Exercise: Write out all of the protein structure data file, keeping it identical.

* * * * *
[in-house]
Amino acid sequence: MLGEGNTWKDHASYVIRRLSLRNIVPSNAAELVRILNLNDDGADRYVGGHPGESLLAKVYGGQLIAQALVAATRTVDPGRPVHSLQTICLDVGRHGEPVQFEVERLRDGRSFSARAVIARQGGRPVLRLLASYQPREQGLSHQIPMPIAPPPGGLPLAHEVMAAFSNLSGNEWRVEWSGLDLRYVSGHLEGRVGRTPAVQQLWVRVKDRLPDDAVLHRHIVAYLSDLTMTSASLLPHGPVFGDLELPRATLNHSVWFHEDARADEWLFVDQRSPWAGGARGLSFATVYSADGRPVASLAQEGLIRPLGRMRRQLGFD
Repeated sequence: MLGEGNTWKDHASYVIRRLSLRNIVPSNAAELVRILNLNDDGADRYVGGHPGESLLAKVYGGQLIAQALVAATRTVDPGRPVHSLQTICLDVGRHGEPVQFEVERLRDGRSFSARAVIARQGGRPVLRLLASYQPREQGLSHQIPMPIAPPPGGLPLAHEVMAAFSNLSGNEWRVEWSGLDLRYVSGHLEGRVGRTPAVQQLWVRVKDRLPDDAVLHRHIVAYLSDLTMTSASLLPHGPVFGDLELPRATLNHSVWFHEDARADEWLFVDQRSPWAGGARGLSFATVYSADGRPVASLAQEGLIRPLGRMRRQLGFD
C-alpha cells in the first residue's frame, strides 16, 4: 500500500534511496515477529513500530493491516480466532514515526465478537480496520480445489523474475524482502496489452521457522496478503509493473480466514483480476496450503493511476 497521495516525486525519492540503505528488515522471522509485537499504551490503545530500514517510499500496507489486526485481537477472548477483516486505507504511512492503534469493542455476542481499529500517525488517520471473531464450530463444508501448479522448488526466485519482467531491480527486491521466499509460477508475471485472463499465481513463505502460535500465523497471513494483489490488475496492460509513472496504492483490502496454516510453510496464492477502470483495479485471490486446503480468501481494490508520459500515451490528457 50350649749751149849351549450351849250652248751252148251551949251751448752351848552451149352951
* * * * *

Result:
[in-house]
Amino acid sequence: MLGEGNTWKDHASYVIRRLSLRNIVPSNAAELVRILNLNDDGADRYVGGHPGESLLAKVYGGQLIAQALVAATRTVDPGRPVHSLQTICLDVGRHGEPVQFEVERLRDGRSFSARAVIARQGGRPVLRLLASYQPREQGLSHQIPMPIAPPPGGLPLAHEVMAAFSNLSGNEWRVEWSGLDLRYVSGHLEGRVGRTPAVQQLWVRVKDRLPDDAVLHRHIVAYLSDLTMTSASLLPHGPVFGDLELPRATLNHSVWFHEDARADEWLFVDQRSPWAGGARGLSFATVYSADGRPVASLAQEGLIRPLGRMRRQLGFD
Repeated sequence: MLGEGNTWKDHASYVIRRLSLRNIVPSNAAELVRILNLNDDGADRYVGGHPGESLLAKVYGGQLIAQALVAATRTVDPGRPVHSLQTICLDVGRHGEPVQFEVERLRDGRSFSARAVIARQGGRPVLRLLASYQPREQGLSHQIPMPIAPPPGGLPLAHEVMAAFSNLSGNEWRVEWSGLDLRYVSGHLEGRVGRTPAVQQLWVRVKDRLPDDAVLHRHIVAYLSDLTMTSASLLPHGPVFGDLELPRATLNHSVWFHEDARADEWLFVDQRSPWAGGARGLSFATVYSADGRPVASLAQEGLIRPLGRMRRQLGFD
C-alpha cells in the first residue's frame, strides 16, 4: 500500500534511496515477529513500530493491516480466532514515526465478537480496520480445489523474475524482502496489452521457522496478503509493473480466514483480476496450503493511476 497521495516525486525519492540503505528488515522471522509485537499504551490503545530500514517510499500496507489486526485481537477472548477483516486505507504511512492503534469493542455476542481499529500517525488517520471473531464450530463444508501448479522448488526466485519482467531491480527486491521466499509460477508475471485472463499465481513463505502460535500465523497471513494483489490488475496492460509513472496504492483490502496454516510453510496464492477502470483495479485471490486446503480468501481494490508520459500515451490528457 50350649749751149849351549450351849250652248751252148251551949251751448752351848552451149352951